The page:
Having spent a number of years teaching and lecturing Irish, I (Gar) was lucky enough to receive an invitation last June from Daltaí na Gaeilge, a group of Irish language learners based in the United States, to travel to Esopus, New York to give a number of workshops to Irish language teachers. I was also asked to give a guest lecture on the history and folklore of Gaelic games in Ireland. I jump at any chance to tell the story of Cú Chulainn and the fact that it was in New York made it all the more appealing.

Another member of the O'Driscoll brothers (there are five of us!), Rory, has been living in New York for the past three years. Arriving at lunch time on Thursday I navigated (with difficulty) my way via the subway from Kennedy airport out to his apartment in Brooklyn.  After getting stuck between my bag and a turn-style for 5 minutes I eventually found myself in Atlantic station. Unsure of which line I should be on, I asked a Hispanic looking fella who was standing nearest me. He was a well dressed young lad, with fancy hair who turned out to be from Mayo!

Friday morning I departed for Esopus which is in Ulster county outer New York and named after our own Northern Provence. The trip across the Hudson really brought home how beautiful the landscape in the US really is and how undersold it is. I would never have associated New York with incredible nature and scenery but as you drive up towards the Catskills and see the dynamite scarred rockface either side of the road, you realise that there is far more to this state than Times Square. I was informed of the history and geography of the region by the very knowledgeable Eibhlín. Eibhlín is first generation Irish and grew up in Queens, she decided many years ago that she would like to learn to speak Irish and so began her connection with Daltaí na Gaeilge. Eibhlín is a truly remarkable lady, having gained complete fluency and proficiency in Irish she then began to teach the language to willing learners in various Universities around New York.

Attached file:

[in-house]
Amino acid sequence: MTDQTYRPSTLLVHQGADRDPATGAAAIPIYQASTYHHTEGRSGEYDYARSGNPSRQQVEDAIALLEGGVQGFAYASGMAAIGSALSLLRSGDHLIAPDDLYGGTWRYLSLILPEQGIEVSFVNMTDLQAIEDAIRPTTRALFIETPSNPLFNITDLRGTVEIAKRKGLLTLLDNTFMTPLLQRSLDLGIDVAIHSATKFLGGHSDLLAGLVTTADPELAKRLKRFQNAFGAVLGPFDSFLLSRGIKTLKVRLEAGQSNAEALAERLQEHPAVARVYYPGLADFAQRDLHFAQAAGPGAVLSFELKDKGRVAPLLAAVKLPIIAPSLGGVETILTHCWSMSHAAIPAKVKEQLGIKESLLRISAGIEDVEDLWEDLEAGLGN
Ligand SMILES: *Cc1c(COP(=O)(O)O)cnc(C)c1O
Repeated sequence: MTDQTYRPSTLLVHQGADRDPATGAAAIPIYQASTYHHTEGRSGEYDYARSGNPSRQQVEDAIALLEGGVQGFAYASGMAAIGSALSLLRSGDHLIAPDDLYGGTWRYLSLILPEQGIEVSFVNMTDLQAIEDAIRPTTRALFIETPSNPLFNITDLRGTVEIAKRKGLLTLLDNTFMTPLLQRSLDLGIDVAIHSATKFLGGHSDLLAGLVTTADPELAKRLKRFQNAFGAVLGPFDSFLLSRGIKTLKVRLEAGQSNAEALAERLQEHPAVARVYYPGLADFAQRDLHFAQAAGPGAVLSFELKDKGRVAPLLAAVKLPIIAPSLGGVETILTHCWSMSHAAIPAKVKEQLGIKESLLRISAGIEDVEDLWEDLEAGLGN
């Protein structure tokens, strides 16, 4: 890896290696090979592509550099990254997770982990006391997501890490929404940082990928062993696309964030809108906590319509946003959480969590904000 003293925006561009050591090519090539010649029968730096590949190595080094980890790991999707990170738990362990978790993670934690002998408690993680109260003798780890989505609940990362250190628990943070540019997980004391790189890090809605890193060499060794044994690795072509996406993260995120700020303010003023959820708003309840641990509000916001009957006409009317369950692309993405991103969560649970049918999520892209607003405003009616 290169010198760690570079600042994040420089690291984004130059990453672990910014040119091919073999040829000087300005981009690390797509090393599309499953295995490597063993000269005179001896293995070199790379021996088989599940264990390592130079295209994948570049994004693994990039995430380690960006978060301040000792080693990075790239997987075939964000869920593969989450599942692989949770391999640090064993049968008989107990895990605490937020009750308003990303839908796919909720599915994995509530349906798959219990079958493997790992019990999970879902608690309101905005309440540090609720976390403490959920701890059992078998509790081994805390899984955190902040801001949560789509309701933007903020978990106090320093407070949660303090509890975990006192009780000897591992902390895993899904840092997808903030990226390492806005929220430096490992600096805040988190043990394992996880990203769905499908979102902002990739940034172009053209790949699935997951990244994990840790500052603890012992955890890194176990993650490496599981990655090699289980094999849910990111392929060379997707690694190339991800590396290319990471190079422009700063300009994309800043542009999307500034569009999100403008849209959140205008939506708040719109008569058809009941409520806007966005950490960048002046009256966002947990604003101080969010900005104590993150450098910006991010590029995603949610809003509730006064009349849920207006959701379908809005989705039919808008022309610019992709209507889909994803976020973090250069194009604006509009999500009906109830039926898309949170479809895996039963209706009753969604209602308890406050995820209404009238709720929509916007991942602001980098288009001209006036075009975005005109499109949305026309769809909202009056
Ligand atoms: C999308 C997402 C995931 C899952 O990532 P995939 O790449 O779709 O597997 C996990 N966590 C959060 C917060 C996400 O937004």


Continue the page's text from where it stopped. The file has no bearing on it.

Arriving at the, -12, snow covered, Marist Brothers retreat centre at Esopus, I was given a warm and truly Irish welcome by the members of Daltaí na Gaeilge. The organisation have been coming to the retreat centre for over thirty years and the familiarity between the locals and the Irish enthusiasts was clear when we sat down to dinner on Friday evening.

The weekend was opened by Liam Guidry, who welcomed the 100 odd visitors who were present. The canteen was a hub of activity and socialising for the weekend, Barrys tea, coffee, wine, beer and plenty of home baked treats were consumed here as students practised the Irish learned in class in an informal setting. The Saturday night 'Seisiún' and Céilí was perhaps the highlight of the weekend expertly overseen by Noel from the Peoples Republic of Cork and Pádraig. The workshops continued on until Monday morning after which I departed Esopus for Brooklyn.  Having travelled over expecting to share my experience and knowledge of Irish culture with enthusiastic Irish-Americans I found myself learning about a vibrant strand of Irish culture thriving and growing on the other side of the Atlantic.

Daltaí na Gaeilge is a not for profit organisation who arrange immersion weekends and courses for Irish language learners. They can be found on Facebook (here) and at www.daltai.com


Míle buíochas do gach aon duine a chur fearadh na fáilte romham, go maire sibh ar fad aois Choilm De Bhailís!